Assessed and Taxable Values
Since the beginning of Proposal A in 1994, overall increases in SEV have generally been greater than the increase in taxable value capped at the CPI. The longer a property has been owned and capped, the greater the gap between the SEV and taxable values.
This example illustrates a property purchased in 2013 and uncapped in 2014. We will also assume that there has been no demolition or construction during this time.
|Year||CPI (%)||CPI (Decimal)||SEV||Capped Value||Taxable Value||Note|
|2014||1.6||1.016||66,500||61,792||66,500||2013 transfer of ownership|
|2015||1.6||1.016||69,800||67,564||67,564||CV is the lower calculation|
|2016||0.3||1.003||73,200||67,766||67,766||CV is the lower calculation|
|2017||0.9||1.009||76,100||68,375||68,375||CV is the lower calculation|
|2018||2.1||1.021||78,400||69,810||69,810||CV is the lower calculation|
|2019||2.4||1.024||83,100||71,485||71,485||CV is the lower calculation|
|2020||1.9||1.019||88,100||72,843||72,843||CV is the lower calculation|
In this example, taxable value will never be higher than the SEV.
Breaking it Down
To explain example Number 1, in May of 2013, this home was sold. At the time of sale, this home had a current SEV of 63,300 which indicated the value of this home was $126,600 on December 31, 2012 (tax day). It also had a taxable value of $47,200. This means that the home was worth $126,600 but it was taxed as if it were worth $94,400 (2x taxable value). This is Proposal A in action. Prior to Proposal A, homeowners were taxed on the SEV.
In 2014, the property "uncapped" and the 2014 taxable value was equal to the SEV.
2015 to 2020
During the years of 2015 to 2020 the market value of this home increased as reflected in the increase in the SEV. The taxable values also increased, but at a lower rate than the market value. Over time you can see a gap between the SEV and TV. This is because the assessed and taxable values increased at different rates.
The term taxable value was used in the 1994 constitutional amendment known as Proposal A to replace SEV in the property tax equation to calculate property tax bills. the first step in the process of determining taxable value is to calculate the capped value of every parcel of assessable property.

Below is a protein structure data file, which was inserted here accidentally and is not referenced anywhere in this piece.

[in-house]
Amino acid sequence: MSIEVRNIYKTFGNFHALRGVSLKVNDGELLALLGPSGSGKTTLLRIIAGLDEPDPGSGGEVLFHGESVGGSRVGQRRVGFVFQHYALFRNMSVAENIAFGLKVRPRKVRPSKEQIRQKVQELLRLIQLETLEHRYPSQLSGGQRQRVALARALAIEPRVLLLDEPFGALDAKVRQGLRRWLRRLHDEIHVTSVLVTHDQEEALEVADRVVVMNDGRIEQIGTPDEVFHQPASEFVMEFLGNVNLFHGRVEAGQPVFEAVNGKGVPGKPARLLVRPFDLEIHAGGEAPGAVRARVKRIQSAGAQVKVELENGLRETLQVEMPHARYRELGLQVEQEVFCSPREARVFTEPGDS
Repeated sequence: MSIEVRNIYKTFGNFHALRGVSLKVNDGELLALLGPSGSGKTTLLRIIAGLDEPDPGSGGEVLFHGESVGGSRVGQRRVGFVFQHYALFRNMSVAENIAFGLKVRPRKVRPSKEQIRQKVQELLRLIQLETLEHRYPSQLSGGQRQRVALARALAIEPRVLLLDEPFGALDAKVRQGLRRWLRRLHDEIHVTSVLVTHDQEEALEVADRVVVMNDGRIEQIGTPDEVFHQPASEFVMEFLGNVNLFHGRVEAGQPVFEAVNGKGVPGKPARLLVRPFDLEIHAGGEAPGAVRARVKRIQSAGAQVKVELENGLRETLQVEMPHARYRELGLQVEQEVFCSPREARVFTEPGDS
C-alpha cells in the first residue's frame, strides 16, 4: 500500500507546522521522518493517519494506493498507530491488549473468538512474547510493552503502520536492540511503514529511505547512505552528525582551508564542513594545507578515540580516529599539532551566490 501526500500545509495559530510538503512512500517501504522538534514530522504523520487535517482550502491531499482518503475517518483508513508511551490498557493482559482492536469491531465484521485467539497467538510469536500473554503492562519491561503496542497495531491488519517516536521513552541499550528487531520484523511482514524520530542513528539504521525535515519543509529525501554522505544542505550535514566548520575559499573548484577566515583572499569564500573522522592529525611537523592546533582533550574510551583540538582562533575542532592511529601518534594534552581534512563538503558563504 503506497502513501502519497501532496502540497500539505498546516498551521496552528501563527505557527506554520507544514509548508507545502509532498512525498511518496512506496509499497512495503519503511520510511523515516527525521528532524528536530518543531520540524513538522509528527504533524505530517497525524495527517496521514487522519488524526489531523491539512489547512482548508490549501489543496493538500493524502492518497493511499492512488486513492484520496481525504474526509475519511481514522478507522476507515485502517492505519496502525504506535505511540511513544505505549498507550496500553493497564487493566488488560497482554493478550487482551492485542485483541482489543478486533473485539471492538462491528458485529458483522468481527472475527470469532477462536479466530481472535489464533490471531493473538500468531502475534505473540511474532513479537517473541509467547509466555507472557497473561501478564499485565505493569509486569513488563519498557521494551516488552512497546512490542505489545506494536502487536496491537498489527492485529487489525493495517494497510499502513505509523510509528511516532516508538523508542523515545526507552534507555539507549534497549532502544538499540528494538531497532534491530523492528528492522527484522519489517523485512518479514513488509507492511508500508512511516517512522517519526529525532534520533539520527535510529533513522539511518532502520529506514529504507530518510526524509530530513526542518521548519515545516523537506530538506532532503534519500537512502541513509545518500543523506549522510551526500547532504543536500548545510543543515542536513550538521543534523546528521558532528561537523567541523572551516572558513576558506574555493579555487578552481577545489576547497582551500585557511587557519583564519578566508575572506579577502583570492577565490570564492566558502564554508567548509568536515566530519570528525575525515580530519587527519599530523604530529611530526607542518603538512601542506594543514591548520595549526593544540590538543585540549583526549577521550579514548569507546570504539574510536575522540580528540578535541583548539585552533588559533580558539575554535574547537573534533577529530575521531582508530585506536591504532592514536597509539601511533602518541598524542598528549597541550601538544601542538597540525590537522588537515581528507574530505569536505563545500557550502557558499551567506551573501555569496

Capped Value Formula
The formula for capped value is: prior taxable value minus taxable value of losses times lesser of 5% or CPI (Consumer’s Price Index) multiplier plus taxable value of additions, which equals the capped value amount.
The legislature has defined taxable value to be the lesser of SEV or capped value. Assessors are required to annually calculate a capped value for each individual parcel of real property. The capped value is then compared to the SEV of that property, and the lower of the two will be its Taxable Value upon which taxes are levied. The year following an eligible transfer of ownership, the SEV of the transferred property set in that year is its taxable Value.
The Equalization Timetable
For 2020, the State Tax Commission is allowing a 24-month appraisal study (differs from sales study) to determine the property assessments for all other classes of property (agricultural, commercial, industrial, etc).
The State Tax Commission has allowed the use of foreclosure sales in the preparation of the assessment rolls. However, these sales must meet a set of standards and requirements established by the STC. The holder of the mortgage, which is usually the seller of the real estate, must provide a real property statement to the local Assessor. These forms are rarely, if ever, submitted and therefore do not appear in the Township sales studies. In addition to the returning of the forms, other conditions must also be met.
One of the most important conditions and, most obvious, is that the home must not show any signs of vandalism or excessive deferred maintenance. It should be in approximately the same condition as the surrounding properties. As a result of the STC requirements, very few foreclosure sales are included in the preparation of the Delhi Charter Township assessment rolls.